From lunch to a rare book

January 5, 2007 at 3:35 pm 3 comments

Ah, lunch can sometimes be an inspiring affair. Today, as I picked through my Spicy Dumpling Noodles, and scanned through my RSS Feeds, I became aware of how much online activity seems to revolve around the science vs. religion debate. Much of this has been escalated by the publication of The God Delusion by outspoken athiest, Richard Dawkins. Prior to this event, though, plenty of interesting discussion along this line has taken place at Edge, home to voracious thinkers known as The Reality Club. However, the noise reached fever-pitch sometime ago with the appearance of the Flying Spaghetti Monster, and his noodly appendages, created as a parody by Bobby Henderson. Somehow, the combination of my noodle lunch and the Flying Spaghetti Monster inspired a wild web search that resulted in some amusing discoveries and led me back to my antiquarian roots.

The word ‘noodle’, most likely derives from the latin nodus, which means ‘knot’. The foodstuff originated in China some 4000 years ago. And of course, legend has it that it was brought across to Italy from China by none other than Marco Polo. Nonetheless, it appears that Europe had at least managed to invent its own noodle like pasta before any likely interaction with the Far East. Indeed, through trawling the British Library’s Manuscripts department, Constance Hieatt managed to provide a 13th century Anglo-Norman recipe for noodles and for ravioli. These are documented in her article in Speculum v. 61 #4 (1986), Two Anglo-Norman Culinary Collections Edited From British Library Manuscripts. However the noodles displayed at the above link look nothing like the noodles that I would associate with any traditional Italian pasta or Chinese take-away. So who knows?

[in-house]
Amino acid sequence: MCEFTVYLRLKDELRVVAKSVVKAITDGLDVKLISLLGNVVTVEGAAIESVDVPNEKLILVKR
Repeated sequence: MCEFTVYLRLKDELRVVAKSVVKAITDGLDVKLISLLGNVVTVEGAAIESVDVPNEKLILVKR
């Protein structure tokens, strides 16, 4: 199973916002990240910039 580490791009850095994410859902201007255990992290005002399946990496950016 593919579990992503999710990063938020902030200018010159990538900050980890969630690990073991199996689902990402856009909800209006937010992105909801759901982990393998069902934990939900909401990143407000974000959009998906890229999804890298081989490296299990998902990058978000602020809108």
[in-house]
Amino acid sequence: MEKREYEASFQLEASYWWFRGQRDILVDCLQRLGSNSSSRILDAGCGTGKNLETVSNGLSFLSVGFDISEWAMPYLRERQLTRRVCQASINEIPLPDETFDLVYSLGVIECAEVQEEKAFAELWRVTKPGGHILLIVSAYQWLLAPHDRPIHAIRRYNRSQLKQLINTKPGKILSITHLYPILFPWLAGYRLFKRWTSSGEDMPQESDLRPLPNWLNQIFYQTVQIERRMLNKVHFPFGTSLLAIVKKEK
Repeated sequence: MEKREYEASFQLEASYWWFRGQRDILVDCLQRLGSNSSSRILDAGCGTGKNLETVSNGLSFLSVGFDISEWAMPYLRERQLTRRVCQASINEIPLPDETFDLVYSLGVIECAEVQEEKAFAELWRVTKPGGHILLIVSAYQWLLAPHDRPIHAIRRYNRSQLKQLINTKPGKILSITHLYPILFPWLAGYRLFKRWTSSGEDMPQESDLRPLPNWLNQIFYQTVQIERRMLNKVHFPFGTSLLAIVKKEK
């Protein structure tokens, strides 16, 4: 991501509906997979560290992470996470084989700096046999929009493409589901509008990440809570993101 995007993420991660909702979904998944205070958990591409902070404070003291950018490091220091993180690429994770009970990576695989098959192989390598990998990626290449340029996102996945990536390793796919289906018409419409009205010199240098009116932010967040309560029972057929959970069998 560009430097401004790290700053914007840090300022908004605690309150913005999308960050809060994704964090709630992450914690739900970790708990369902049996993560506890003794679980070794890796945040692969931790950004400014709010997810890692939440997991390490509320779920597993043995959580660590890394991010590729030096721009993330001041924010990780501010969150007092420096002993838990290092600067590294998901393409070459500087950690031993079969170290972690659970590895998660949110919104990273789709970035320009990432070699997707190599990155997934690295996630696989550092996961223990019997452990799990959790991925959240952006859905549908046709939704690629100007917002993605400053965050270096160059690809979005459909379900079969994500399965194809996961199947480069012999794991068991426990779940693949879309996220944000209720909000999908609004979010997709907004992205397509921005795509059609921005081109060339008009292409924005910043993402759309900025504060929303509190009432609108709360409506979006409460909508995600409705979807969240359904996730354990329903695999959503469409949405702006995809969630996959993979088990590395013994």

But noodles have other associations. In particular, one frequently talks about ‘using one’s noodle’ with reference to putting the old grey matter to work. I would presume that the association of the noodle-knot had somehow managed to link to the image of a brain. But in an interesting twist, in the 19th century, the word was used to denote a fool. Perhaps in the sense that the fool manages to get his thought tangled into a knot. And so, in 1888 we have the appearance of The Book of Noodles by W.A. Clouston. I wonder to myself if this could be an apocyphitic text belonging to the Cult of The Flying Spaghetti Monster. Indeed this church has only managed to produce a singular Gospel. After all, the book includes the wondrous story of a man who sets out to find a trinity of fools that surpass the idiocy of his wife and in-laws. And this made me return to the storm of atheists who are engaged in revolutionary activity that brings to mind the names of Martin Luther and John Calvin. The thrust of their attack rooted in deep-seated rationalism that presents scathing arguments that belief in a personal god is nothing more than foolery. Indeed, the Spaghetti Monster itself is a symbol of Foolish Fear. And ironically its followers are noodles.

Incidentally, my discovery of The Book of Noodles, gave me cause to further peruse the site at which it is hosted, The Internet Sacred Text Archive. It is a fascinating resource. By sheer coincidence, I stumbled on another religious work that had caught me eye recently. This being The Worship of The Serpent, by Rev. John Bathurst Deane. I had seen that this work was a recent acquisition at Bernard Shapero Rare Books recently in my feeds. And my old occultic interest in the history of religions was re-awakened. The thrust of this 19th century book is to present serpent-worship as evidence of the validity of the Genesis story of the garden of Eden. As such, it opens with a fervent Preface:

…I have therefore endeavoured to establish the fact, while I appeal to the argument: to prove the universality of Serpent-worship, while I adduce the universal worship of the Serpent as a testimony to the Temptation and Fall of Man…

And so it seems that this fight to establish the historical proof of any belief in the stories as presented in Biblical text, has raged for much longer than the appearance of a bunch of vocal atheists. Though I would find the argument presented by the good Rev. Deane almost laughable, the text itself is a testament to the battle that arrived with people like Mr Darwin himself.

And so ended my noodle lunch.

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Lazy blogging and link-sharing Aaargh! Jahrbuch der Auktionspreise can’t install on PC’s running IE7

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